Information on the ZKM exhibitions can be found in the Exhibition Archive. Over 400 exhibitions covering a broad thematic spectrum have been held since 1989: thematic exhibitions, group and solo-exhibitions, as well as installations committed to the art of the twentieth and twenty-first centuries, to the history of culture, to past and present technology and science, as well as to contemporary socio-political questions.
A chronological list of all ZKM exhibitions is located here.
If you you need further information to a previous exhibition, please contact us at email@example.com.
Gözde Bulakeris künstlerische Arbeiten beschäftigen sich vorwiegend mit der unsichtbaren und verbindenden Kraft von Kultur, sowie mit Identität und Mimikry innerhalb von Kulturräumen. Auf die Rolle von Kommunikation, Integration und Interaktion verweist sie durch ein dynamisches Zusammenspiel von Alltagsmaterialien. Für die Kunsthalle Linz Export hat Gözde Bulakeri eine diesen Ansätzen entsprechende neue Videoinstallation entwickelt.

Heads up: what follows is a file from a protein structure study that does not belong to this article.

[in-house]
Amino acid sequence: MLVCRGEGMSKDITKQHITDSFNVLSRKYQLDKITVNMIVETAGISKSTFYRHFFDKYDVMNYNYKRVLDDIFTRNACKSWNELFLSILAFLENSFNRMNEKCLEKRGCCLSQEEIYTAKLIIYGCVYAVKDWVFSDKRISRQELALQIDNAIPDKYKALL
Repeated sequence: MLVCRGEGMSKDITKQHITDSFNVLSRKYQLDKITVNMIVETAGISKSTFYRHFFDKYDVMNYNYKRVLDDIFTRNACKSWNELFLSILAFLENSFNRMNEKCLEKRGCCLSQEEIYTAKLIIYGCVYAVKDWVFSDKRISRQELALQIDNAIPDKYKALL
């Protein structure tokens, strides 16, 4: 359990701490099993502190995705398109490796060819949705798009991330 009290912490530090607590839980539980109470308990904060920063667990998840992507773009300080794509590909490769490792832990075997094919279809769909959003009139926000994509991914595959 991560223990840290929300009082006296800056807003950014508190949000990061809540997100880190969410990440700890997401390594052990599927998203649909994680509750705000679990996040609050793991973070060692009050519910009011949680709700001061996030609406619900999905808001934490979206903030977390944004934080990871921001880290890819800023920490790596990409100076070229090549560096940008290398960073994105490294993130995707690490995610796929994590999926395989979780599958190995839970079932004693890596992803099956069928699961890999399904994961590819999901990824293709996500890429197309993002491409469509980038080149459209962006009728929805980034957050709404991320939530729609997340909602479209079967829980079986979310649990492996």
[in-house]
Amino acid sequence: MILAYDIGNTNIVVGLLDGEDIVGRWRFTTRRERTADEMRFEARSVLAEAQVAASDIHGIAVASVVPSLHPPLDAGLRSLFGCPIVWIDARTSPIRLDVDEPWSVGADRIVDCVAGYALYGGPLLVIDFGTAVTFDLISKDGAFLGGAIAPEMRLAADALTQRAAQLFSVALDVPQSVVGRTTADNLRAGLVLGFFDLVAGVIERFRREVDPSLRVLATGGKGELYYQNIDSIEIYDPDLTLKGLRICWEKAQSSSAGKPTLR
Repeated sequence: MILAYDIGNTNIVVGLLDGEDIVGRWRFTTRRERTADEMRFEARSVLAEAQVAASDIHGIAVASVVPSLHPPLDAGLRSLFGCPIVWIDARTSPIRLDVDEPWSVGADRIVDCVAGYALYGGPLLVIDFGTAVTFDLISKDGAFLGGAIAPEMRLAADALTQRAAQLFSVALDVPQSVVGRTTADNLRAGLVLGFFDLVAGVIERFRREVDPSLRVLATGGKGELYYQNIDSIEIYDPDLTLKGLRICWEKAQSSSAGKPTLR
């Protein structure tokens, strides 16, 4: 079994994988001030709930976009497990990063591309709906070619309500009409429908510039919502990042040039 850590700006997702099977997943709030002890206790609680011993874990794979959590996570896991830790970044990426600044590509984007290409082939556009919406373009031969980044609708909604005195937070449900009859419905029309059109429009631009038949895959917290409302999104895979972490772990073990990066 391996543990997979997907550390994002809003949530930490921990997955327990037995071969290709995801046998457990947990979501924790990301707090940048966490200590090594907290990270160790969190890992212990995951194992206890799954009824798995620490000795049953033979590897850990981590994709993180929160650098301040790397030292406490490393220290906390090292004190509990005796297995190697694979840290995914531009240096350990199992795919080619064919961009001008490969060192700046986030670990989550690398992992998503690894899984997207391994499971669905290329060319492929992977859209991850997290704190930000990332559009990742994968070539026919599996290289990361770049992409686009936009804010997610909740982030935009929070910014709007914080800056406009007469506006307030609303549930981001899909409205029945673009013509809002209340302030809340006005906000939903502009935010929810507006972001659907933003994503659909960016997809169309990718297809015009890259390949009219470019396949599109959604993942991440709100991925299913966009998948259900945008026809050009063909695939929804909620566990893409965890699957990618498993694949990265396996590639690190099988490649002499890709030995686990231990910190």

Seit 2013 präsentiert das IFEK – Institut für erweiterte Kunst Linz unter dem Titel »Kunsthalle Linz« an wechselnden Orten einen Würfel mit 40 Zentimetern Kantenlänge, der im öffentlichen Raum aufgestellt und von unterschiedlichen KünstlerInnen und Künstlern bespielt wird. Seit 2015 geht der "White Cube par excellence" unter dem Titel »Kunsthalle Linz Export« auf Reisen. In dem mobilen Ausstellungsraum werden in verschiedenen Städten Europas und in Zusammenarbeit mit jeweiligen lokalen KünstlerInnen und Institutionen Ausstellungen organisiert.
Zur Eröffnung spricht Nina Laaf.